Deception Falls

Tye is High

…and I’m moving on. Sorry- couldn’t resist the pun.

This past weekend’s weather brought a series of strong pineapple express weather systems. For those of you not from the Pacific Northwest, a pineapple express storm is one that originates from the area around Hawaii (hence the pineapple reference) and brings a lot of moisture and high snow levels. These storms sometimes quickly follow snow storms which bring rain on snow events and that spells major flooding.

This weekend’s storm brought moderate flooding to the Skykomish River basin and I decided to head up the valley along Highway 2 to check things out. Despite the “moderate” tag, the river levels were REAL high, seemingly higher than the record events of just a couple years ago. I first tried visiting Alpine Falls along the Tye River east of the town of Skykomish but the down spray from the falls was just too great for photography.

From there, I moved on to the Deception Falls Picnic Area to check things out. Located at an elevation of about 2000 feet, it’s closed in the winter due to snow but one can usually park outside the entrance along Highway 2 and (CAREFULLY) cross the busy highway and walk in. I’ve visited on two other occasions, one of which was during a flood event back in November of 2008. By far, conditions on this day were the highest water levels I’ve seen. Quite impressive!

Deception Creek side channel overflow at the Deception Falls Picnic Area - January 2011

High waters of this Deception Creek side channel lap against the bottom of a trail bridge - January 2011

Tye River high water surges along - January 2011

There are two observation platforms along the loop interpretive trail that highlight the river’s power during times like these. The first platform is located in an area where the river runs headlong into a rock wall, forcing it into a 90 degree turn. Compare yesterday’s flow versus a normal flow from two years ago:

High flows along the Tye River smash into the 90 degree turn - January 2011 (1/250th sec @ F13, ISO 12,800)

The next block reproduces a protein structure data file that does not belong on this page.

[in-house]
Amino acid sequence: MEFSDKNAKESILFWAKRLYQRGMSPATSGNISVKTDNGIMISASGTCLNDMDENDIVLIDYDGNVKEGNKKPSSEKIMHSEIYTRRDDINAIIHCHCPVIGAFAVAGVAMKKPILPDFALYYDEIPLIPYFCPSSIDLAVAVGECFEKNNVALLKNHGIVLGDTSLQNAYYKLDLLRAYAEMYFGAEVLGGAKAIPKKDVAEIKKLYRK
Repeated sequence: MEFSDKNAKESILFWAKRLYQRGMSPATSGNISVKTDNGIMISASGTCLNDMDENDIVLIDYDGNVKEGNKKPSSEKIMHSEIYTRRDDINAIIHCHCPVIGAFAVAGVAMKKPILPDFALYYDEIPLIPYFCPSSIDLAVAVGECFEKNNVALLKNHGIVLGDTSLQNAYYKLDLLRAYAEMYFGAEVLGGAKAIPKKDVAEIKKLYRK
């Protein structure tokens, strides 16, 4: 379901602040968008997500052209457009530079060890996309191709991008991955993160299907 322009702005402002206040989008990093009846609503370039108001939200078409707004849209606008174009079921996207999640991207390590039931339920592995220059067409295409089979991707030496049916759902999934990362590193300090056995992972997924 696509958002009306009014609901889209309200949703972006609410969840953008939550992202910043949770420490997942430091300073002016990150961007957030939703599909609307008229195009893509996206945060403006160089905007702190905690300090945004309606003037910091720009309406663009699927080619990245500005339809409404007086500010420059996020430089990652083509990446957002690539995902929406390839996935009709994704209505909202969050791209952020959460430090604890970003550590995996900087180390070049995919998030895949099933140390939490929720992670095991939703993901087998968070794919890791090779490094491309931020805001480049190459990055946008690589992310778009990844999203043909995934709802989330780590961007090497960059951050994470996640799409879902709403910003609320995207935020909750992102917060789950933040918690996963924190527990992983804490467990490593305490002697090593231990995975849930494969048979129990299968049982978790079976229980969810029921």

Normal winter flow along the Tye River at the 90 degree turn - December 2008

Quite a difference! Just a little further upstream is another platform where the Tye River flows over a waterfall and bends around a corner. Now compare yesterday’s flow versus high flow back in November of 2008:

High flows along the Tye River at the Deception Falls Picnic Area - January 2011

High flows along the Tye River at the Deception Falls Picnic Area - January 2011

High flows along the Tye River at the Deception Falls Picnic Area - January 2008

Once again, quite a difference. I made my way towards the Deception Falls along Deception Creek but the amount and force of the water was too great. The down spray was intense and the churning waters were actually splashing over the pedestrian bridge that leads you to the viewing area. My Pentax may have 77 weather seals but it can’t keep a camera safe from THAT much abuse! It was getting late in the afternoon and I wanted to make two more stops on my way back into town. I first stopped at a roadside wetland west of Skykomish. Ended up not getting very much (aside from even MORE soaked from the rain). I guess it looked cooler at 60mph!

Roadside wetland along Highway 2 west of Skykomish

Roadside wetland along Highway 2 west of Skykomish

My last stop SHOULD have been my first stop. Just west of the town of Index, there’s a spot along the Skykomish River where Kayakers park and launch into the river. In the middle of the river at this location is a huge (and I mean 2 story HUGE) boulder. On my way up earlier in the day, the river’s torrent was splashing up and OVER the top of this large boulder. I had to get a photo of this but decided to wait until my return trip.